15. 15. Computational thinking Decomposition Breaking a large problem down into smaller ones Pattern recognition Recognising how these smaller problems relate to ones that have been solved in the past Abstraction Identifying and setting aside unimportant details Algorithm design Identifying and refining the steps necessary to reach a solution Debugging Refining those steps Presenting a solution in a usable form Researchers who have investigated how children engage with the programming environment Scratch have identified skills and shifts in perspective related to computational thinking: experimenting & iterating, testing & debugging, reusing & remixing, abstracting & modularising, expressing, connecting and questioning.
  16. 16. Spaced learning For details and resources, see the 2017 report 4.
  17. 17. Spaced learning It has long been known that we learn facts better in a series of short chunks with gaps between them, rather than in a long teaching session such as a lecture. Recent research in neuroscience has uncovered the detail of how we produce long-term memories. This has led to a teaching method of spaced repetition There was no significant difference in exam scores between students who had done spaced learning in a single day and those who studied over four months.
  18. 18. Spaced learning Session 1 (20 minutes) Rapid presentation Break (10 minutes) Physical activity Session 2 (20 minutes) Recall key concepts Break (10 minutes) Physical activity Session 3 (20 minutes) Apply the knowledge through problem exercises A study of spaced learning shows a significant increase in learning compared to a typical lesson. The method has been tested successfully in schools, but a larger-scale trial is needed to show whether it can be implemented at scale. Evaluation report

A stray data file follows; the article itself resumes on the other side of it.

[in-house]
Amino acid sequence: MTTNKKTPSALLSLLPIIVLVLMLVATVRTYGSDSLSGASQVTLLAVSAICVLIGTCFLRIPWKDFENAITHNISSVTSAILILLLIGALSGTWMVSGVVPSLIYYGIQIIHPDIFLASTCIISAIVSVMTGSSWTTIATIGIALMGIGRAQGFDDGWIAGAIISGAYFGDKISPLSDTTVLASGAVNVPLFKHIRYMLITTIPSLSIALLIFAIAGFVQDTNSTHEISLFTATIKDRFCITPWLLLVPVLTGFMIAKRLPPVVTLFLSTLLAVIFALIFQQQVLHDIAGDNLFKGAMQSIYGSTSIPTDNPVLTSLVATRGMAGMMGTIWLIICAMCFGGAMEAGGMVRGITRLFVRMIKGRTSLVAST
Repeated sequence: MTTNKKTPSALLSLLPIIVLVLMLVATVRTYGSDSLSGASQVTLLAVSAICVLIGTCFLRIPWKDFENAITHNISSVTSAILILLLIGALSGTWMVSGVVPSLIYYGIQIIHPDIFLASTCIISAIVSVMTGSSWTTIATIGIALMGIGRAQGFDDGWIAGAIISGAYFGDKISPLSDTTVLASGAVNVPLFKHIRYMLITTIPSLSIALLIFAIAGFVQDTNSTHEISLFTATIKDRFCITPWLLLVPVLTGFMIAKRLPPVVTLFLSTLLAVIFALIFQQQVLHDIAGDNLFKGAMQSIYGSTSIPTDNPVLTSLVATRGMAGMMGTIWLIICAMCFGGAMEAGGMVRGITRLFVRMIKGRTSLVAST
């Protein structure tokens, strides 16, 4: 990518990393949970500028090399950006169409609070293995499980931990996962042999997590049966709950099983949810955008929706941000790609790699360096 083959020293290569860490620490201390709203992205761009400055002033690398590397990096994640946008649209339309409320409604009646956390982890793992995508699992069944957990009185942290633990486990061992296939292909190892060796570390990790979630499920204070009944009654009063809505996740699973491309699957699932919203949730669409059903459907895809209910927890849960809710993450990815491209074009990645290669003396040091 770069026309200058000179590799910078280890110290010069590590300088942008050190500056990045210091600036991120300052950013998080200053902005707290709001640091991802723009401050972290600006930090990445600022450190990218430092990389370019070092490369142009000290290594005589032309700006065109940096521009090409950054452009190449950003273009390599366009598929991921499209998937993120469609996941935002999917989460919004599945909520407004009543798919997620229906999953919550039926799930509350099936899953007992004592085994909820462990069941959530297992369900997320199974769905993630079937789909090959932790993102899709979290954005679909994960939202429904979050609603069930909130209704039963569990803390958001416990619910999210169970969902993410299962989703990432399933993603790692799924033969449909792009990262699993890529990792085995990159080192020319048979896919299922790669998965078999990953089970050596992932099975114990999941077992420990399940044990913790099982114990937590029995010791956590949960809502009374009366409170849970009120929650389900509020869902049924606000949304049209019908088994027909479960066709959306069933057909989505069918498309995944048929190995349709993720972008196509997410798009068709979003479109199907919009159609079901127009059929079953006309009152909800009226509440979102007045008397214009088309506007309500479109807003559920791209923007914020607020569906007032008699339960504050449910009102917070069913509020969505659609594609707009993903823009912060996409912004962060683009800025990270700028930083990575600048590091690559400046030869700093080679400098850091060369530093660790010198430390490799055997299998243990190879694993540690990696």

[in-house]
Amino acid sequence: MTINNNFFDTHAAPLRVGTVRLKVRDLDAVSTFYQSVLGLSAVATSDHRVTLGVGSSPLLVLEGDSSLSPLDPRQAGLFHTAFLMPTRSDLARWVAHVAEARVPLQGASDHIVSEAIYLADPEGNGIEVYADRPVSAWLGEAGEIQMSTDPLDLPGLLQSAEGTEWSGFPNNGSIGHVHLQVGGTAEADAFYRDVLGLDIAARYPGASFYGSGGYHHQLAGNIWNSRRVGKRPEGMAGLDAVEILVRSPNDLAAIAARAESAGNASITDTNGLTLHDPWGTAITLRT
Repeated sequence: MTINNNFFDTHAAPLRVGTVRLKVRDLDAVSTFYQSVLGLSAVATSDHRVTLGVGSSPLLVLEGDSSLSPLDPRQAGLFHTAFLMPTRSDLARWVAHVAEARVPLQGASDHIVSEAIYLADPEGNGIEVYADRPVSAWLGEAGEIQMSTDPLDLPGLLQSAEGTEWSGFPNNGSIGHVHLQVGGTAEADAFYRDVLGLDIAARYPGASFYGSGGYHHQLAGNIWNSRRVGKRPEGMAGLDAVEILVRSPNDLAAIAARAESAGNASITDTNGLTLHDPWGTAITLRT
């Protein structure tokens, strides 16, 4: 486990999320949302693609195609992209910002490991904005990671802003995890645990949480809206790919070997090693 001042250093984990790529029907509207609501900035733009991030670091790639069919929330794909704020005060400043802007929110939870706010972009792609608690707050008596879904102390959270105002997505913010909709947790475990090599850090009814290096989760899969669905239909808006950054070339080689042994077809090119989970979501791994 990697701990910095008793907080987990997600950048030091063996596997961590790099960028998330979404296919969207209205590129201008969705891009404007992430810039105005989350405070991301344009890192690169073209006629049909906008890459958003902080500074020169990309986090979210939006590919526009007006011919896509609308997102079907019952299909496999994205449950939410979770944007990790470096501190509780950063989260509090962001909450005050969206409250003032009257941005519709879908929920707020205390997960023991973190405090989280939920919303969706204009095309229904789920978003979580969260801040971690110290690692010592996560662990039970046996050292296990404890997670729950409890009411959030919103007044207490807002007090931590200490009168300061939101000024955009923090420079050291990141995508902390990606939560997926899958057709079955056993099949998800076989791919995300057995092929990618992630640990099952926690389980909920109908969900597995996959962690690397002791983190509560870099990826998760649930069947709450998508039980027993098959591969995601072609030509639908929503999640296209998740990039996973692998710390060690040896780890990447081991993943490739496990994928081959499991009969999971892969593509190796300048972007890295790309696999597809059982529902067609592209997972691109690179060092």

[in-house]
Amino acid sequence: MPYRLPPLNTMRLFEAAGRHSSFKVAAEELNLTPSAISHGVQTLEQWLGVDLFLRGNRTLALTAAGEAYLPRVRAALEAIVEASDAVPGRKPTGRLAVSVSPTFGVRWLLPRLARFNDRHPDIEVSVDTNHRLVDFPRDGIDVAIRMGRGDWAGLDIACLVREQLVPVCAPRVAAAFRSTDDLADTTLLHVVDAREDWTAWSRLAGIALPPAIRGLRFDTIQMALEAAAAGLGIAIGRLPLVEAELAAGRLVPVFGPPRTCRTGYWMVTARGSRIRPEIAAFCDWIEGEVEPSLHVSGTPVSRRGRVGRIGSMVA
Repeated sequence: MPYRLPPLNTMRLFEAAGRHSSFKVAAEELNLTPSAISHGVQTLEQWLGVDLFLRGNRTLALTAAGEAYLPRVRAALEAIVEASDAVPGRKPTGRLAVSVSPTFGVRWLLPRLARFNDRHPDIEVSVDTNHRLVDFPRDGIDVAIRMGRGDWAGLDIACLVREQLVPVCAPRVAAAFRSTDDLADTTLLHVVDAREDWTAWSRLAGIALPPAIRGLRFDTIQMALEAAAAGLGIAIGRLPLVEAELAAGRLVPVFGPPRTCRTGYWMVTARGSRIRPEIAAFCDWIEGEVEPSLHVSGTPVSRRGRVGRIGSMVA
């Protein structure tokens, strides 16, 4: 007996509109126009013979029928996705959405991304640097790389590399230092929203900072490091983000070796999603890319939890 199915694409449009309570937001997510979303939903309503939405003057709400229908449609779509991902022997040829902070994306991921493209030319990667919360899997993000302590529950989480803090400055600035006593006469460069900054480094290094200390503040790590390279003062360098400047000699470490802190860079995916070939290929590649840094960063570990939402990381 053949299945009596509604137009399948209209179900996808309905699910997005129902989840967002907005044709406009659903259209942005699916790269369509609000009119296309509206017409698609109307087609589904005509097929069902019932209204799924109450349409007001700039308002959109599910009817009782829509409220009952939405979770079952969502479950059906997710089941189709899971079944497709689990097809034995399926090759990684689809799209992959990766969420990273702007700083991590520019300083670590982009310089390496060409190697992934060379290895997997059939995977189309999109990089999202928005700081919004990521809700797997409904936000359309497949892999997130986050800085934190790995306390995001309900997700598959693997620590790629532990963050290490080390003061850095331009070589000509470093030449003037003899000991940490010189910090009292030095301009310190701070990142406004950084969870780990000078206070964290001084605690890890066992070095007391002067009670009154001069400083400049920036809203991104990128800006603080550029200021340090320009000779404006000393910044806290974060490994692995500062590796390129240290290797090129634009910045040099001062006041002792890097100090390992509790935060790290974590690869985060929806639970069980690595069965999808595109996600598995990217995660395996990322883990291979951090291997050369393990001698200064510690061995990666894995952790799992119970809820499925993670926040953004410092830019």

19. 19. Epistemic education For details and resources, see the 2017 report 5.
  20. 20. Epistemic education Epistemic Aims and Value Goals and values that drive cognition and action.These include wanting to know, seeking the truth, and avoiding error. Epistemic Ideals Criteria people use to decide whether they have achieved their epistemic aims. These can also be used to evaluate other people’s epistemic products, such as arguments and websites. Reliable Epistemic Processes Strategies that enable the achievement of epistemic aims. Even though truth is hard to achieve, a reliable process is more likely than other processes to get to the truth. Epistemic = Relating to knowledge or to the degree of its validation
  21. 21. Epistemic education • Expose learners to the diversity of knowledge • Help them to develop epistemic criteria • Support development of reliable strategies for making sense of the world • Encourage learners to reflect on their assumptions • Motivate learners to care about truth and knowledge Reading like a historian
  22. 22. Intergroup empathy For details and resources, see the 2017 report 6.
  23. 23. Intergroup empathy Skills and knowledge that help people develop a more positive outlook towards other groups: • Gaining accurate knowledge • Correcting wrongly held beliefs • Overcoming anxieties • Reducing feelings that the other group is a threat • Re-humanising the other group • Realising a common, unifying human identity • Developing an ability to judge the merit of different perspectives and narratives Foster Empathy through E-Learning (FEEL) is an approach based on the understanding that developing empathy in group members is key to improving relations between groups of people
  24. 24. Intergroup empathy Elements to consider: • Mediation helps people to overcome negative feeling • Gamification helps to overcome anxiety • Role playing helps learners to look at issues from a new angle • Virtual reality can offer challenging encounters in a safe environment • Imagined contact is useful when face-to-face contact is difficult • Constructive issues help participants to avoid potentially explosive situations
  25. 25.